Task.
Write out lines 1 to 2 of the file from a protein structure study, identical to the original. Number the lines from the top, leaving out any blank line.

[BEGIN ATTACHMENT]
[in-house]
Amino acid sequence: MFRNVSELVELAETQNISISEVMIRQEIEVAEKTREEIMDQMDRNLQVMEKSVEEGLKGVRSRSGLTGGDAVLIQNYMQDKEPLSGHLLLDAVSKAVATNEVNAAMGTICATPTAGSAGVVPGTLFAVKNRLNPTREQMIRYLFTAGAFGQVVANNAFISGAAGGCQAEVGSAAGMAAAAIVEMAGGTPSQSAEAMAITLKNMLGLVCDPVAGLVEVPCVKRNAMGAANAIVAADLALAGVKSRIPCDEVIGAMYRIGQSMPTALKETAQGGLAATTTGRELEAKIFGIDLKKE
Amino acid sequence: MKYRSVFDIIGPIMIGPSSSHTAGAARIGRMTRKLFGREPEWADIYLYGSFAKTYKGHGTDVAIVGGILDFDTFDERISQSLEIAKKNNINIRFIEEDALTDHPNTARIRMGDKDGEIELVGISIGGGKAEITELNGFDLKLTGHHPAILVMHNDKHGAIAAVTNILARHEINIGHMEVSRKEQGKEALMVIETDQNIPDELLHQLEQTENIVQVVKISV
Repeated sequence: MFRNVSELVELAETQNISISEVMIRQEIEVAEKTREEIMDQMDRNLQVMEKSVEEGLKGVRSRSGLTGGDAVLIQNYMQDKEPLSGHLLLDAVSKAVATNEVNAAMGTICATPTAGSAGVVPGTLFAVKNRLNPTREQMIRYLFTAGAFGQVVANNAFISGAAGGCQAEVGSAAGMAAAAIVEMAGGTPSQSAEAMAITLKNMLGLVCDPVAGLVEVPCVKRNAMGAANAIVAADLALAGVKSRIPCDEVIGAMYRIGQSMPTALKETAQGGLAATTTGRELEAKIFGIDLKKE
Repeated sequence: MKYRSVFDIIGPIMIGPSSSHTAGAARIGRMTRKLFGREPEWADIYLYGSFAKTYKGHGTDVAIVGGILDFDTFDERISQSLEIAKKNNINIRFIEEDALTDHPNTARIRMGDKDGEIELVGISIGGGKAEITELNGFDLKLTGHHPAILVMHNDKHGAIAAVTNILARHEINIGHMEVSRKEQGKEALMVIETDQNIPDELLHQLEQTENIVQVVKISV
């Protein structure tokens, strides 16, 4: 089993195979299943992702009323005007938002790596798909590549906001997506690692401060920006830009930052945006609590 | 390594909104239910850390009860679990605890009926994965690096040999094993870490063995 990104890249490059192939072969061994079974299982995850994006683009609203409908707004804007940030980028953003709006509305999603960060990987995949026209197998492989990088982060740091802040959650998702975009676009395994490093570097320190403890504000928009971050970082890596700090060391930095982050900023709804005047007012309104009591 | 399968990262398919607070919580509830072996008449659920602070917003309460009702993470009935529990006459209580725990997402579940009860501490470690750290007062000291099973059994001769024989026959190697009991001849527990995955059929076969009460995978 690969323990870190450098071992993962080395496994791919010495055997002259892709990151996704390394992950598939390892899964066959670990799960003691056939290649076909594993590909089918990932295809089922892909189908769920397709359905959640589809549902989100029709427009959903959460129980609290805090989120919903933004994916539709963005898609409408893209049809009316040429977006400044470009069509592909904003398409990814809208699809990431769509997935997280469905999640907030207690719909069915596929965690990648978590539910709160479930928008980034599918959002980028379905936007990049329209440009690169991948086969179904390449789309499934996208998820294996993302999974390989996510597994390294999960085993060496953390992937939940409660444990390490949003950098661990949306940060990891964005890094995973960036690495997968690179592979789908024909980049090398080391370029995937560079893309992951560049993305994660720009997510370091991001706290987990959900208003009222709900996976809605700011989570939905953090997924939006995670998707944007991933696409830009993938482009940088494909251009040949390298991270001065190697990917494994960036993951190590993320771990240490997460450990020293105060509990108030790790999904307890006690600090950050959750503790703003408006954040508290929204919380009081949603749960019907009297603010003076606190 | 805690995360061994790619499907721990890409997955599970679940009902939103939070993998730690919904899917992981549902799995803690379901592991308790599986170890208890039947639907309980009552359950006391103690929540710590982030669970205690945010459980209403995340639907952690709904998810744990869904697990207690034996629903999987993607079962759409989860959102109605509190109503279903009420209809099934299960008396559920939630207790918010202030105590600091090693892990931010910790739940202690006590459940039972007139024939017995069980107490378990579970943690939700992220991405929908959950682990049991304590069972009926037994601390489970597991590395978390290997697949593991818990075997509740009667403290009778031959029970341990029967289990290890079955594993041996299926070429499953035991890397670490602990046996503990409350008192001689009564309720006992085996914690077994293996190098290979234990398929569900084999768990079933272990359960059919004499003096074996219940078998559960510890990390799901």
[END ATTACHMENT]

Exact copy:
[in-house]
Amino acid sequence: MFRNVSELVELAETQNISISEVMIRQEIEVAEKTREEIMDQMDRNLQVMEKSVEEGLKGVRSRSGLTGGDAVLIQNYMQDKEPLSGHLLLDAVSKAVATNEVNAAMGTICATPTAGSAGVVPGTLFAVKNRLNPTREQMIRYLFTAGAFGQVVANNAFISGAAGGCQAEVGSAAGMAAAAIVEMAGGTPSQSAEAMAITLKNMLGLVCDPVAGLVEVPCVKRNAMGAANAIVAADLALAGVKSRIPCDEVIGAMYRIGQSMPTALKETAQGGLAATTTGRELEAKIFGIDLKKE